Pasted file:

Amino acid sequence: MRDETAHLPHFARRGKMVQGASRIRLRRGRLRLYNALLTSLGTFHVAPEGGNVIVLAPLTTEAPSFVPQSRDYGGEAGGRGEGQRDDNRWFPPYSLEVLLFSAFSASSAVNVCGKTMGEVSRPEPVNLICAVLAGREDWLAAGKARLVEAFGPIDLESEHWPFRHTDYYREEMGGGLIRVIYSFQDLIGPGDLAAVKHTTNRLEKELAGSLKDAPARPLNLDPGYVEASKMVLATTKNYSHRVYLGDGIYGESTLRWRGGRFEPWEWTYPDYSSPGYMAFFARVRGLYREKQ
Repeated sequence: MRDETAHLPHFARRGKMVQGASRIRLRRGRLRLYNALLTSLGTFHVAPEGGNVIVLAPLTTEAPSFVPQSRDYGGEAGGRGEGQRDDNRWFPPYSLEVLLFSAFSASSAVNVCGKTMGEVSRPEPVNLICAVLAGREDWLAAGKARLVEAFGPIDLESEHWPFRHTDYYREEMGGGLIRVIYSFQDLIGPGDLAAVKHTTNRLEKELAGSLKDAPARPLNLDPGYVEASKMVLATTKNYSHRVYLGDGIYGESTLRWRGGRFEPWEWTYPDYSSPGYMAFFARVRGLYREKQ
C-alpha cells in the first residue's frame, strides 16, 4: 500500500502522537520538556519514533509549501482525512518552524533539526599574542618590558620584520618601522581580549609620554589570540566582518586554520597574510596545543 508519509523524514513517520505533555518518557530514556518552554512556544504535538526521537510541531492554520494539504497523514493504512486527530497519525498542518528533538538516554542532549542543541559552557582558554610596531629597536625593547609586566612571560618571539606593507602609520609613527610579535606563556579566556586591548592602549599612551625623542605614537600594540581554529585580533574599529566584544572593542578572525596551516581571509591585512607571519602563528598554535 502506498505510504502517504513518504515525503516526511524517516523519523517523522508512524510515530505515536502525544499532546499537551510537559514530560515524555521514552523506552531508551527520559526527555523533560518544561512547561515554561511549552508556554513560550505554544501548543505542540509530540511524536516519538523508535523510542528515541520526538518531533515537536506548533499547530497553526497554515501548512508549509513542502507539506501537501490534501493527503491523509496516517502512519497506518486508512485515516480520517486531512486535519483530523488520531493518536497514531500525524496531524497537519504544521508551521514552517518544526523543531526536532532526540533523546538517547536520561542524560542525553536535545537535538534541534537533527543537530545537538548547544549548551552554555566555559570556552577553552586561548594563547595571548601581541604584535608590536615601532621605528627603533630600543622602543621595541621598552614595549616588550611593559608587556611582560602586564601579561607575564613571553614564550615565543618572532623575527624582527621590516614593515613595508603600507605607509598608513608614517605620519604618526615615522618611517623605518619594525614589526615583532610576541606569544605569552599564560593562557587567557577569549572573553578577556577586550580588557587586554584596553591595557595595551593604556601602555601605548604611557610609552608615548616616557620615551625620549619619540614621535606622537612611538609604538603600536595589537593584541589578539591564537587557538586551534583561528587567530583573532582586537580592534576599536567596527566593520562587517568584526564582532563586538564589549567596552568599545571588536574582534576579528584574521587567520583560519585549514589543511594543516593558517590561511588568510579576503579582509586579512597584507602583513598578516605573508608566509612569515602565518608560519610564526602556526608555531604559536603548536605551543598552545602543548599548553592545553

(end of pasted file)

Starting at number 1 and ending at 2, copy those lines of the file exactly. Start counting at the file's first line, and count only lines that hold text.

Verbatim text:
Amino acid sequence: MRDETAHLPHFARRGKMVQGASRIRLRRGRLRLYNALLTSLGTFHVAPEGGNVIVLAPLTTEAPSFVPQSRDYGGEAGGRGEGQRDDNRWFPPYSLEVLLFSAFSASSAVNVCGKTMGEVSRPEPVNLICAVLAGREDWLAAGKARLVEAFGPIDLESEHWPFRHTDYYREEMGGGLIRVIYSFQDLIGPGDLAAVKHTTNRLEKELAGSLKDAPARPLNLDPGYVEASKMVLATTKNYSHRVYLGDGIYGESTLRWRGGRFEPWEWTYPDYSSPGYMAFFARVRGLYREKQ
Repeated sequence: MRDETAHLPHFARRGKMVQGASRIRLRRGRLRLYNALLTSLGTFHVAPEGGNVIVLAPLTTEAPSFVPQSRDYGGEAGGRGEGQRDDNRWFPPYSLEVLLFSAFSASSAVNVCGKTMGEVSRPEPVNLICAVLAGREDWLAAGKARLVEAFGPIDLESEHWPFRHTDYYREEMGGGLIRVIYSFQDLIGPGDLAAVKHTTNRLEKELAGSLKDAPARPLNLDPGYVEASKMVLATTKNYSHRVYLGDGIYGESTLRWRGGRFEPWEWTYPDYSSPGYMAFFARVRGLYREKQ